‘Little brown bats’ with white-nose syndrome found in Boulder County

Courtesy photo The little brown bat's wing fluoresces in yellow-orange due to the fungus that causes white-nose syndrome.

DENVER — A ‘little brown bat’ infected with white-nose syndrome (WNS), a disease caused by an invasive fungus that has killed millions of bats in North America, was recently discovered in Longmont.

On Feb. 29, a ‘little brown bat’ was found crawling on a public bike path in Longmont. A wildlife rehabber collected the bat and determined it was very dehydrated. The wings appeared brittle, preventing the bat from flying. Colorado Parks and Wildlife (CPW) advised the rehabber to submit the bat to the CPW Wildlife Health Lab for further investigation.

CPW received the bat on March 5, 2024, and collected biological samples submitted to Colorado State University for testing. Testing results confirmed the white-nose syndrome. A second ‘little brown bat’ was confirmed with WNS two weeks later in Boulder, indicating that additional bats have been exposed and may be found in the coming weeks.

The fungus that causes white-nose syndrome has been confirmed in three ‘little brown bat’ summer roosts in Colorado, but no ‘little brown’ bats sick with white-nose syndrome have been detected in Colorado until now. White-nose syndrome was first discovered in Colorado in March 2023 in a Yuma bat collected by National Park Service staff at Bent’s Old Fort near La Junta. The white-nose fungus has been found in other locations in Colorado, but these are only the second and third bats discovered with clinical signs of the disease. The main mode of transport for this introduced fungus is from bat to bat, making it impossible to stop its spread in the wild.

“While it is unfortunate to discover this deadly disease in a second Colorado bat species, CPW did anticipate that this would happen based on what has been documented in other states,” said Dan Neubaum, CPW Species Conservation Program Manager. “We will continue to monitor the spread of this disease with our partners and ask the public to report sick or dead bats to CPW, particularly when found during winter and spring months.”

“We continue to ask those visiting caves to decontaminate their gear to prevent human spread of the fungus and remind the public not to handle bats when encountered but instead report them to CPW, wildlife rehabbers, or the Colorado Department of Public Health and Environment.”

CPW continues monitoring Colorado’s bat population trends using acoustic methods as part of the North American Bat Program and is testing bats for the presence of the fungus at winter hibernacula (locations in which bats hibernate) and summer maternity roosts by swabbing bats and testing guano deposits.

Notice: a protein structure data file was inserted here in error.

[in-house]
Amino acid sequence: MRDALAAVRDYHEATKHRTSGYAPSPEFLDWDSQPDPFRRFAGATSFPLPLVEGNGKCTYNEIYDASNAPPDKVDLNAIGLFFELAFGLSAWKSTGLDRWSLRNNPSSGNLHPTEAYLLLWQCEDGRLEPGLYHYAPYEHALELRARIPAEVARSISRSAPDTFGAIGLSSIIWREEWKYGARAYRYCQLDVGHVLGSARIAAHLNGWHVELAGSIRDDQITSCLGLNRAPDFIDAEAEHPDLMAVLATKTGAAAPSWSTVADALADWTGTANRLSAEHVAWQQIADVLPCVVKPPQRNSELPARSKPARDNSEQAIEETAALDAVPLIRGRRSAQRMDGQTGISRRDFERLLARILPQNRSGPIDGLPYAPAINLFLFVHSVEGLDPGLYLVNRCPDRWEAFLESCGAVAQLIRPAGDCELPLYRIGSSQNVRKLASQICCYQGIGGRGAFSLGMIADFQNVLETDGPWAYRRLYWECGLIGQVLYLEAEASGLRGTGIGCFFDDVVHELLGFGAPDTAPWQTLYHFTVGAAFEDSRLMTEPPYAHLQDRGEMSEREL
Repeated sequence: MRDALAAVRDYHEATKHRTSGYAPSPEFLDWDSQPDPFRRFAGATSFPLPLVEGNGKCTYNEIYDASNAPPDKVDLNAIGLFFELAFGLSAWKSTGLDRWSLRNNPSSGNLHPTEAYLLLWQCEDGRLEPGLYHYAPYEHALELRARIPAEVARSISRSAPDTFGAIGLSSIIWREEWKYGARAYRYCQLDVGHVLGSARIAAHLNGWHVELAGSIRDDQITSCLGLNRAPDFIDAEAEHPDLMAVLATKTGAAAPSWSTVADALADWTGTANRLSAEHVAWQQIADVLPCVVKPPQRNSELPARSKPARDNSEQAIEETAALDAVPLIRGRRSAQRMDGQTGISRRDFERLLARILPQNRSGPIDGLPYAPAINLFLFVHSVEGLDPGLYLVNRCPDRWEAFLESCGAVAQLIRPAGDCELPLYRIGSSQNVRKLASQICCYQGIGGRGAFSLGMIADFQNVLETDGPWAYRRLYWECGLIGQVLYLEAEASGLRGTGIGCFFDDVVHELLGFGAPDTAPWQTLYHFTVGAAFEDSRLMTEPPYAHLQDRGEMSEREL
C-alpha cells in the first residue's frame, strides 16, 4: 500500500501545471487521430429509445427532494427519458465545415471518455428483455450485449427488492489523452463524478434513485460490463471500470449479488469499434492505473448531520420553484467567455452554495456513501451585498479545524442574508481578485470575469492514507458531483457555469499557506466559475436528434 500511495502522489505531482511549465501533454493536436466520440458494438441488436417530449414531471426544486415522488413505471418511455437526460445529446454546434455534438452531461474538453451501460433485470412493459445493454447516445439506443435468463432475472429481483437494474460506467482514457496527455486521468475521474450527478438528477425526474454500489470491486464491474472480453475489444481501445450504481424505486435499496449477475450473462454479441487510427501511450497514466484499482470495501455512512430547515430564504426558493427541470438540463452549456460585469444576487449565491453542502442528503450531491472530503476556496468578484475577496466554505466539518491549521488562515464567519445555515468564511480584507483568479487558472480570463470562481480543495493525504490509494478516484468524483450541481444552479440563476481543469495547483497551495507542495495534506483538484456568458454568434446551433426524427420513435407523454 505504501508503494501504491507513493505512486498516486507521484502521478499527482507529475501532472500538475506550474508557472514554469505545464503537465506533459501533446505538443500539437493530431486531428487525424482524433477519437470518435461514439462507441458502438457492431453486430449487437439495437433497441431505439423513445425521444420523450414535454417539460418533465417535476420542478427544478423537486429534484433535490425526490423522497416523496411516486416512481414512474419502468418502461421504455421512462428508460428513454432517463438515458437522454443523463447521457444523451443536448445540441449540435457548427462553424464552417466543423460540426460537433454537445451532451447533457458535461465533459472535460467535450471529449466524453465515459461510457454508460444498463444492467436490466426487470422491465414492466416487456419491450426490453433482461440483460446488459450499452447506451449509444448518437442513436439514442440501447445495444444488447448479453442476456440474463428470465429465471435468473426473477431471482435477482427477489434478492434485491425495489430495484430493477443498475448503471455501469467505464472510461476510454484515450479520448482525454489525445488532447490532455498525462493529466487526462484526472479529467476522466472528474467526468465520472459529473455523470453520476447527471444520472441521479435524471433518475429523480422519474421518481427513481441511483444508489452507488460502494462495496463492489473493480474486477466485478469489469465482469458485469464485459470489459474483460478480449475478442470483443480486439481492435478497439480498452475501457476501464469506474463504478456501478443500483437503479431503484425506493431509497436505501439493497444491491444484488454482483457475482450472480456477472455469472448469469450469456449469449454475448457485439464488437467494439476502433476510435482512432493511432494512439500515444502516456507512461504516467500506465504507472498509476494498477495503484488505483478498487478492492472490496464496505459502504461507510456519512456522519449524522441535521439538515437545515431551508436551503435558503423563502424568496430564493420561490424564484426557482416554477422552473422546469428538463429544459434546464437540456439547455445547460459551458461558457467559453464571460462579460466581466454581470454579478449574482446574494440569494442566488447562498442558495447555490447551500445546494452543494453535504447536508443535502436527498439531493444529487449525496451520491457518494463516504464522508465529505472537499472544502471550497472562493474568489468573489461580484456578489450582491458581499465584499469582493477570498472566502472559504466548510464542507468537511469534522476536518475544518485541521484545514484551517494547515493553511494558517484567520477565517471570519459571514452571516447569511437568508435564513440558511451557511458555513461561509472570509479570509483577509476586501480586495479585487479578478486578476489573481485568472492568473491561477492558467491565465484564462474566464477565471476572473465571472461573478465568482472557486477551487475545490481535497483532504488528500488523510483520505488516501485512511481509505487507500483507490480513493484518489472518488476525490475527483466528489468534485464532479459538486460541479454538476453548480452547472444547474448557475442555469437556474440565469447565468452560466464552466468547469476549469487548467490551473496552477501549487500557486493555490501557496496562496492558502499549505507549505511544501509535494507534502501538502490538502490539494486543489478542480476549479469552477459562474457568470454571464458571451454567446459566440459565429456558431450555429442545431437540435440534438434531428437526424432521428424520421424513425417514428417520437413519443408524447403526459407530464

White-nose syndrome was first documented in New York state in 2006. Since then, it has been confirmed in 12 North American bat species, and it now occurs in 40 states and eight Canadian provinces.

The disease's impact on Colorado could be devastating. Of the 19 bat species native to Colorado, at least 13 may be susceptible to this disease. Any large-scale loss of bats could cause trouble for the health of Colorado’s ecosystems and economy, given estimates that these voracious insect eaters contribute $3 billion annually to the U.S. agricultural economy through pest control.

The fungus does not infect humans or pets, and bats are the primary way the fungus spreads. However, the fungus can be transported on gear and clothing that has been in contact with contaminated environments, such as caves where bats hibernate.

State and federal agencies in Colorado and throughout the U.S. ask that outdoors enthusiasts help by following these recommendations:

  • Stay out of closed caves and mines.
  • Decontaminate footwear and all caving gear before and after visiting or touring caves and other places where bats live.
  • Do not touch bats. Report dead or sick ones to CPW by calling 303-291-7771 or email [email protected].
  • Gear and clothing used in areas where the fungus or WNS occurs should not be used in areas where the fungus is not known to occur. White-Nose Syndrome (whitenosesyndrome.org)
  • To avoid accidentally transporting bats, check canopies, umbrellas, and other outdoor items for bats that may have roosted in nooks or crannies.